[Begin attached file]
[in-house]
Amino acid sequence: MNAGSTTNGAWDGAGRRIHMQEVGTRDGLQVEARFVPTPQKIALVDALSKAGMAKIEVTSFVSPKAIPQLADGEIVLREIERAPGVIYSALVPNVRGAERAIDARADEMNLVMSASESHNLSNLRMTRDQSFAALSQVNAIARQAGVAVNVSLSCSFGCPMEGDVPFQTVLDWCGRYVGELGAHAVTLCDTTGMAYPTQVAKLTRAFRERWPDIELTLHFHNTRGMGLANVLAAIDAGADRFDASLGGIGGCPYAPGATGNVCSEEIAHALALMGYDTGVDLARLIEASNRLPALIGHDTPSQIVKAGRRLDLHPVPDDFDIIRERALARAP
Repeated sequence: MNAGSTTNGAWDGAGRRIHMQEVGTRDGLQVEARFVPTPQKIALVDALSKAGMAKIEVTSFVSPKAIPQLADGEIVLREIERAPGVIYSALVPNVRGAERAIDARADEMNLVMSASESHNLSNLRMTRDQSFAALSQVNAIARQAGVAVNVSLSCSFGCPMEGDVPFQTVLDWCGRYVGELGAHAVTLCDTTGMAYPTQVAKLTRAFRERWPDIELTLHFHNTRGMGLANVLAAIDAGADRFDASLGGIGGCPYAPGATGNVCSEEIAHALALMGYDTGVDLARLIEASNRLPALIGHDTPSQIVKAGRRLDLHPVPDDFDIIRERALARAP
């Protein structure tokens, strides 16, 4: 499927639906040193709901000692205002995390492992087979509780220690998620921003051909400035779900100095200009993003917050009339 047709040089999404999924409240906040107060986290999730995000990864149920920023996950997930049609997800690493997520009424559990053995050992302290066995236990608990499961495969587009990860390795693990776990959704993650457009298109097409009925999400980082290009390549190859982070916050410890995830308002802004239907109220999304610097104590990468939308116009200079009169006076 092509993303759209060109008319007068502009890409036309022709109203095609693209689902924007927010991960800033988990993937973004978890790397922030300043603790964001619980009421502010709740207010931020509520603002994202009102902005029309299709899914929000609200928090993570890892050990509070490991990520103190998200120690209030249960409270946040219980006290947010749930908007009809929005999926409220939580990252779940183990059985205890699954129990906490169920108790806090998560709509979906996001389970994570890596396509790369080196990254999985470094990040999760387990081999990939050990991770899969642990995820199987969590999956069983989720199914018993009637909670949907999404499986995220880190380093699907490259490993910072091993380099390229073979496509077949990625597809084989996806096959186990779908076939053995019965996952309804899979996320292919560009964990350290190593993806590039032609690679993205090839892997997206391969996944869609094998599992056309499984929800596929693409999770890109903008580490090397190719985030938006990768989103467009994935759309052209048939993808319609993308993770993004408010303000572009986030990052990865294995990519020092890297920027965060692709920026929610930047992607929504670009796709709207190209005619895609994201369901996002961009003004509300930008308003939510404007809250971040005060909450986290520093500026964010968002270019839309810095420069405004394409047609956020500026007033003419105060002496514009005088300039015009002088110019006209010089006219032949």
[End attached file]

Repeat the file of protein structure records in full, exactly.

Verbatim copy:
[in-house]
Amino acid sequence: MNAGSTTNGAWDGAGRRIHMQEVGTRDGLQVEARFVPTPQKIALVDALSKAGMAKIEVTSFVSPKAIPQLADGEIVLREIERAPGVIYSALVPNVRGAERAIDARADEMNLVMSASESHNLSNLRMTRDQSFAALSQVNAIARQAGVAVNVSLSCSFGCPMEGDVPFQTVLDWCGRYVGELGAHAVTLCDTTGMAYPTQVAKLTRAFRERWPDIELTLHFHNTRGMGLANVLAAIDAGADRFDASLGGIGGCPYAPGATGNVCSEEIAHALALMGYDTGVDLARLIEASNRLPALIGHDTPSQIVKAGRRLDLHPVPDDFDIIRERALARAP
Repeated sequence: MNAGSTTNGAWDGAGRRIHMQEVGTRDGLQVEARFVPTPQKIALVDALSKAGMAKIEVTSFVSPKAIPQLADGEIVLREIERAPGVIYSALVPNVRGAERAIDARADEMNLVMSASESHNLSNLRMTRDQSFAALSQVNAIARQAGVAVNVSLSCSFGCPMEGDVPFQTVLDWCGRYVGELGAHAVTLCDTTGMAYPTQVAKLTRAFRERWPDIELTLHFHNTRGMGLANVLAAIDAGADRFDASLGGIGGCPYAPGATGNVCSEEIAHALALMGYDTGVDLARLIEASNRLPALIGHDTPSQIVKAGRRLDLHPVPDDFDIIRERALARAP
């Protein structure tokens, strides 16, 4: 499927639906040193709901000692205002995390492992087979509780220690998620921003051909400035779900100095200009993003917050009339 047709040089999404999924409240906040107060986290999730995000990864149920920023996950997930049609997800690493997520009424559990053995050992302290066995236990608990499961495969587009990860390795693990776990959704993650457009298109097409009925999400980082290009390549190859982070916050410890995830308002802004239907109220999304610097104590990468939308116009200079009169006076 092509993303759209060109008319007068502009890409036309022709109203095609693209689902924007927010991960800033988990993937973004978890790397922030300043603790964001619980009421502010709740207010931020509520603002994202009102902005029309299709899914929000609200928090993570890892050990509070490991990520103190998200120690209030249960409270946040219980006290947010749930908007009809929005999926409220939580990252779940183990059985205890699954129990906490169920108790806090998560709509979906996001389970994570890596396509790369080196990254999985470094990040999760387990081999990939050990991770899969642990995820199987969590999956069983989720199914018993009637909670949907999404499986995220880190380093699907490259490993910072091993380099390229073979496509077949990625597809084989996806096959186990779908076939053995019965996952309804899979996320292919560009964990350290190593993806590039032609690679993205090839892997997206391969996944869609094998599992056309499984929800596929693409999770890109903008580490090397190719985030938006990768989103467009994935759309052209048939993808319609993308993770993004408010303000572009986030990052990865294995990519020092890297920027965060692709920026929610930047992607929504670009796709709207190209005619895609994201369901996002961009003004509300930008308003939510404007809250971040005060909450986290520093500026964010968002270019839309810095420069405004394409047609956020500026007033003419105060002496514009005088300039015009002088110019006209010089006219032949």